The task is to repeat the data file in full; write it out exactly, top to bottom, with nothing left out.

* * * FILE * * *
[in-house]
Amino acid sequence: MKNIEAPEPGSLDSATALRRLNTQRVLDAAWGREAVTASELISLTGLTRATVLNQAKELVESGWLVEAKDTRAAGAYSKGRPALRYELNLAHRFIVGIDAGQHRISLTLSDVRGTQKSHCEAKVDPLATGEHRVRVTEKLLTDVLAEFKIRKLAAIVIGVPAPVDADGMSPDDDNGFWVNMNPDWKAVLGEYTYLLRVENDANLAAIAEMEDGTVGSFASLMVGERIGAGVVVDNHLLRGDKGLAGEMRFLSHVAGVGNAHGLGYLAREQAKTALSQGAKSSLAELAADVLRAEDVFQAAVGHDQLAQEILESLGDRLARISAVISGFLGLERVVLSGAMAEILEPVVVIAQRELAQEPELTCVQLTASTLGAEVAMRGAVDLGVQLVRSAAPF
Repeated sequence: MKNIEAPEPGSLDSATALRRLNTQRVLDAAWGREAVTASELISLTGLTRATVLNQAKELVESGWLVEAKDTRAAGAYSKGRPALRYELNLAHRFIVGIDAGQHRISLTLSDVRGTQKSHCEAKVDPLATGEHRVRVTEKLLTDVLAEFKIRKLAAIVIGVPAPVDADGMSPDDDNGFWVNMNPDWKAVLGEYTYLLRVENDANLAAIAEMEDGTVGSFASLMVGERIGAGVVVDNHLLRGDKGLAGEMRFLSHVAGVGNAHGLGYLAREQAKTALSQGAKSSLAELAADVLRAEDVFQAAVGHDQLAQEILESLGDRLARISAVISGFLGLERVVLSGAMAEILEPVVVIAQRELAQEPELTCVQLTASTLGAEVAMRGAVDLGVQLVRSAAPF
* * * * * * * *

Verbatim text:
[in-house]
Amino acid sequence: MKNIEAPEPGSLDSATALRRLNTQRVLDAAWGREAVTASELISLTGLTRATVLNQAKELVESGWLVEAKDTRAAGAYSKGRPALRYELNLAHRFIVGIDAGQHRISLTLSDVRGTQKSHCEAKVDPLATGEHRVRVTEKLLTDVLAEFKIRKLAAIVIGVPAPVDADGMSPDDDNGFWVNMNPDWKAVLGEYTYLLRVENDANLAAIAEMEDGTVGSFASLMVGERIGAGVVVDNHLLRGDKGLAGEMRFLSHVAGVGNAHGLGYLAREQAKTALSQGAKSSLAELAADVLRAEDVFQAAVGHDQLAQEILESLGDRLARISAVISGFLGLERVVLSGAMAEILEPVVVIAQRELAQEPELTCVQLTASTLGAEVAMRGAVDLGVQLVRSAAPF
Repeated sequence: MKNIEAPEPGSLDSATALRRLNTQRVLDAAWGREAVTASELISLTGLTRATVLNQAKELVESGWLVEAKDTRAAGAYSKGRPALRYELNLAHRFIVGIDAGQHRISLTLSDVRGTQKSHCEAKVDPLATGEHRVRVTEKLLTDVLAEFKIRKLAAIVIGVPAPVDADGMSPDDDNGFWVNMNPDWKAVLGEYTYLLRVENDANLAAIAEMEDGTVGSFASLMVGERIGAGVVVDNHLLRGDKGLAGEMRFLSHVAGVGNAHGLGYLAREQAKTALSQGAKSSLAELAADVLRAEDVFQAAVGHDQLAQEILESLGDRLARISAVISGFLGLERVVLSGAMAEILEPVVVIAQRELAQEPELTCVQLTASTLGAEVAMRGAVDLGVQLVRSAAPF